Lee: G-20 was just the starting point
President Lee Myung-bak said yesterday that Korea is still at the starting line when it comes to playing the role of global leader and responsible, mature democracy.
Lee urged the country to look one or two decades forward and to create policies that would prove this role Korea gained as host of the G-20 Summit.
“What Korea was before the G-20 and what it is after should clearly be different,” Lee said. “With the G-20 Summit over, I think it is just the beginning for Korea.”
The remarks were made yesterday at a follow-up meeting to the G-20 Summit, which was held in November. Yesterday’s meeting was aimed at discussing policy direction after the summit and had originally been planned for Nov. 25, but was postponed when North Korea attacked Yeonpyeong Island on Nov. 23.
Lee said the G-20 Summit was a success and he expressed appreciation to foreign countries and the Korean people for their help. Lee added that Korea needs to look forward despite facing some unfavorable conditions.
“Korea is the only divided nation in the world and the world’s most belligerent forces are at our bedside,” Lee said, referring to North Korea. “We have to pursue economic growth while spending heavily on defense.”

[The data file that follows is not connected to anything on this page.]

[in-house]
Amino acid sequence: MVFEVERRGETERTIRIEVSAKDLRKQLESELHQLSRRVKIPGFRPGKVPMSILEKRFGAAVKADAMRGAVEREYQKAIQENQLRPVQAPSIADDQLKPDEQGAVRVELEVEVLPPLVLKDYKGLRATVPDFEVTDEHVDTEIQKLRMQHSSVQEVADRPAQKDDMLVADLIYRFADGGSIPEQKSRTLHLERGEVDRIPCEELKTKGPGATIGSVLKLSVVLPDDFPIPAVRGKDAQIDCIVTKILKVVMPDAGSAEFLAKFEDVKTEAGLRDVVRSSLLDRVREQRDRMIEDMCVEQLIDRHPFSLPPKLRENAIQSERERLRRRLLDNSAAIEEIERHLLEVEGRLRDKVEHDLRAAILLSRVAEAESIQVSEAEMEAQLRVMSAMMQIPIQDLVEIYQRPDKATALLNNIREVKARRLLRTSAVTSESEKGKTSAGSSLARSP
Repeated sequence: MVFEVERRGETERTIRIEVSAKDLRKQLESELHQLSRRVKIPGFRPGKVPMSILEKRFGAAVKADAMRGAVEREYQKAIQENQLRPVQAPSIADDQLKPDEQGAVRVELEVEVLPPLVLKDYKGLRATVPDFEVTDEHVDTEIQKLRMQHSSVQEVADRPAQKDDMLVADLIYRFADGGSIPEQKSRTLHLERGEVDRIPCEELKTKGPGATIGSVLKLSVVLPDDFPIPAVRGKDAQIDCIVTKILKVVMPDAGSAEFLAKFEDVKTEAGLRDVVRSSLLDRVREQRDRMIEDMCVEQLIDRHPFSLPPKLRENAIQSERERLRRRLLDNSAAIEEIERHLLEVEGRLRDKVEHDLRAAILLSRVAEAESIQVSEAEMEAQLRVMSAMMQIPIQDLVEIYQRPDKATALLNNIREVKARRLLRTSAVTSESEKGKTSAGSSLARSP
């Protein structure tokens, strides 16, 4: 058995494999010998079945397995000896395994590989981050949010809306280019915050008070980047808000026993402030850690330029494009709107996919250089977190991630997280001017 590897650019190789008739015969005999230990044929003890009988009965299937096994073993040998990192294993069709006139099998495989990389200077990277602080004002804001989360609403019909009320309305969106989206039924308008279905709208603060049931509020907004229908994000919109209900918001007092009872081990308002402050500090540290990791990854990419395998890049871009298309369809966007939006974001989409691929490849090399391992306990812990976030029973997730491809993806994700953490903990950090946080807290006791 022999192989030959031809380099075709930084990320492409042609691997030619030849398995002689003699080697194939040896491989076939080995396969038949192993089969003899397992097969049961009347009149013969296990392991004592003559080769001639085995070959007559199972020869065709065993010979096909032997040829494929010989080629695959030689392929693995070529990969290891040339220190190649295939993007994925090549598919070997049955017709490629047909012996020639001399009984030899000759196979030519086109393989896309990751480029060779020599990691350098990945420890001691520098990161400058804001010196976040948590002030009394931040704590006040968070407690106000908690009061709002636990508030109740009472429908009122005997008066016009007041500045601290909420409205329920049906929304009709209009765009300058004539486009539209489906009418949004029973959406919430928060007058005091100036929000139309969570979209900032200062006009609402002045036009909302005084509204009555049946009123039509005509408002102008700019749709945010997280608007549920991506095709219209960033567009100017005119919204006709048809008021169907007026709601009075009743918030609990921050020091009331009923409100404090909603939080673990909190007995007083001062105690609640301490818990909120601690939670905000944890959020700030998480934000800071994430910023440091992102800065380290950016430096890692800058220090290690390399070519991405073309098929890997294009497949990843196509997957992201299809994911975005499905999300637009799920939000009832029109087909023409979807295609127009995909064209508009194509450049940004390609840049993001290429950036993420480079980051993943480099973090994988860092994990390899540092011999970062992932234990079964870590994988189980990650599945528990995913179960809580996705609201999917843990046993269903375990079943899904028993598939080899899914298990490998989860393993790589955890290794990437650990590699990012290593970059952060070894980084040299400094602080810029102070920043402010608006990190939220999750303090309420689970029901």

He also stressed the important of education.
“We have no natural resources,” Lee said. “If there are [any], it is only human resources.”
Representatives of several government agencies attended the meeting and suggested new policy directions, such as fostering an open environment and offering more international aid to developing countries. Foreign ambassadors were among the 260 attendees.
The Presidential Council for Future and Vision said the government needs to pursue free trade agreements with more countries and must adopt policies to better embrace foreigners and realize its vision of a multicultural society.
The council also urged a long-term, focused investment in future growth engines, such as semiconductors, media content, financial services and medical services.
The Presidential Council on Nation Branding stressed the importance of expanding the country’s financial contributions to the international community and increasing the number of Korean volunteers overseas.
By Moon Gwang-lip [firstname.lastname@example.org]